I have a few cynical friends who have been joking lately that they’re going to start a new business venture – used brewery equipment.
Yes, craft breweries have been opening faster than you can say hoppy with a malt spine. And those of us who have been taking in all of the action have been wondering for at least a year: can this pace continue? Or will some of these start-ups sputter and fail?
Let’s hope that doesn’t happen because many of us believe Sacramento is nowhere close to the saturation point when it comes to craft breweries. Several of these breweries have been flourishing, and we’re seeing more and more of them bottling and canning and competing for retail shelf space.
But what about beer bars (and some restaurants that specialize in beer)? When do we reach overkill? This comes into focus more than ever with the recent opening of University of Beer on 16th Street (there is another location in Davis). This sparkling brew pub/sports bar has 100 beers on tap. Beer snobs will scoff and say that’s the carpet-bomb approach to beer. But it looks like University of Beer intends to be a serious player.
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I visited during its first week and enjoyed a very nice Petrus aged pale ale in a tulip glass. The bar was loaded with TVs and the acoustics were terrible – LowBrau can no longer hold its head in shame as the noisiest, echo-chamber beer joint on the grid. The crowd was also very young. (The doorman called me “sir,” which made me feel entirely non-hipster. Whatevs.)
From my perspective, if you’re a serious beer joint, you don’t need a bunch of screens with SportsCenter on mute to hold our interest. But others see it differently and competition will allow us more choices. I wouldn’t mind watching the Floyd Mayweather fight on Sept. 13 at Alley Katz, however.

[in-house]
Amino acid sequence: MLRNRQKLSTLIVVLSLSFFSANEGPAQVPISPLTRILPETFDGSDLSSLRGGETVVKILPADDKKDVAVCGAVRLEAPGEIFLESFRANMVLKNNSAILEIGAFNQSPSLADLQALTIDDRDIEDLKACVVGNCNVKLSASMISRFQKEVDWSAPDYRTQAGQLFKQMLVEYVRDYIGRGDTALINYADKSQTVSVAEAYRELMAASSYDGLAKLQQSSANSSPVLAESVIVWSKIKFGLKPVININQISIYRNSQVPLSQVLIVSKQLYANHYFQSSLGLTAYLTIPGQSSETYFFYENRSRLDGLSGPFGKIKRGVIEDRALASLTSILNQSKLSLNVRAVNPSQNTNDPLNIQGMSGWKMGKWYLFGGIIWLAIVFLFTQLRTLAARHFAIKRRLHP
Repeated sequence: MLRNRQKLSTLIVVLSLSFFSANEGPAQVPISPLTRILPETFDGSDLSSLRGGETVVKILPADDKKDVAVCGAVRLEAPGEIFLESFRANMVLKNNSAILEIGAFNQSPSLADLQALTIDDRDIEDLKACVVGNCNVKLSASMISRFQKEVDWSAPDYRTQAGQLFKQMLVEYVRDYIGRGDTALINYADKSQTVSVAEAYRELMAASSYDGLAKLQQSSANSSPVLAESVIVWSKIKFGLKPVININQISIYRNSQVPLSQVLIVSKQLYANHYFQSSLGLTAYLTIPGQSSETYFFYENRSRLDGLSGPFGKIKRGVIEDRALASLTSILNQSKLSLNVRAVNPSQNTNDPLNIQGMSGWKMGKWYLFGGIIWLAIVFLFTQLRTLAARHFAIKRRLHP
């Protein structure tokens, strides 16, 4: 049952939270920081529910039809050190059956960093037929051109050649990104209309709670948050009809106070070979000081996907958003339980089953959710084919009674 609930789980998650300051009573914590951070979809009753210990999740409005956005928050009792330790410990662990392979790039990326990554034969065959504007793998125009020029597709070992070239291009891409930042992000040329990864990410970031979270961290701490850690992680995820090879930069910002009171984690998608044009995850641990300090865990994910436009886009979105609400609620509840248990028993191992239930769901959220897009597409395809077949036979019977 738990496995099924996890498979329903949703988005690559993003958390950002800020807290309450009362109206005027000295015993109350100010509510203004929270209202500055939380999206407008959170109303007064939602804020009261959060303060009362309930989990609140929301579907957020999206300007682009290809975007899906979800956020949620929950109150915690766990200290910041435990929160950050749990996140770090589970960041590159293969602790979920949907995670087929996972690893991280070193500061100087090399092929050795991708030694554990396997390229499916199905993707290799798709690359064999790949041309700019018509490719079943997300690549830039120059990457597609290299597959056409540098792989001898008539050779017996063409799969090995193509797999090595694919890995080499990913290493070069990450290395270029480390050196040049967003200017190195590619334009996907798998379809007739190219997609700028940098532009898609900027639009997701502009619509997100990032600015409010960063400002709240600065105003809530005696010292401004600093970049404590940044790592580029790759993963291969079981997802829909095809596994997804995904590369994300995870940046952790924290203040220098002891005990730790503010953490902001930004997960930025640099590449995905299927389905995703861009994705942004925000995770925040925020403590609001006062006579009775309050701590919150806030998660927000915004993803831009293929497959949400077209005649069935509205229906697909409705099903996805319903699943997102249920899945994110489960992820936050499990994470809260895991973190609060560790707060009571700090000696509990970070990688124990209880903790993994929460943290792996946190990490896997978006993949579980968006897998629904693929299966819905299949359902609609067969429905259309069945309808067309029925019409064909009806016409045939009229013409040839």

With Firestone Public House and de Vere’s a few blocks away at 16th and L streets, LowBrau nearby on 20th, Pour House on Q Street and Alley Katz on O Street, there is now some big-time competition in bars focused on craft beer. And don’t forget K Street’s Der Biergarten and the soon-opening Federalist Public House near 20th and N streets. Personalities and tendencies are emerging. Service and product knowledge is improving. The last two times I have visited LowBrau, I was blown away by how good the service was and how the beer list was so wonderfully conceived.
Several restaurants are now heavily into beer, including Burgers and Brew in midtown, 1022 in Old Sacramento and Blackbird downtown. In East Sacramento, The Shack, Hot City Pizza and Clark’s Corner are all top-notch beer spots.
Beyond the grid, Capitol Beer & Taproom is poised to compete with its superb beer selection that changes constantly. Pangaea has established itself as a leader, and it even has its own lambic bar. Final Gravity and Boneshaker Public House in Rocklin are getting serious props for their excellent beer lists and stylish settings. And let’s not forget Yard House, a beer-focused chain with a super-sized beer list.
Do all these choices mean something’s got to give? Or are we on the verge of becoming known as a great beer town, along the lines of Portland or San Diego? Some think we’re headed that way. There’s certainly some momentum to suggest that. I asked Troy Paski, longtime owner of Hoppy Brewing, if the bubble was about to burst or if the growth will continue.
Says Paski: “Sacramento is and has been 10 to 15 years behind Seattle, San Francisco and San Diego here on the West Coast, and others around the country. … I think some of the brewery tasting rooms will grow into brewpubs. I think some of the fake tap houses will go away. … Consumers will figure out when they’re being taken advantage of.”
All of this competition and these new openings are exciting. They bring new energy to the city. They make consumers more savvy. Six people at the table behind me at LowBrau on recent weekday were engaged in a conversation about “brettanomyces” (a form of yeast) and Belgian farmhouse ales . You didn’t hear much of that five years ago.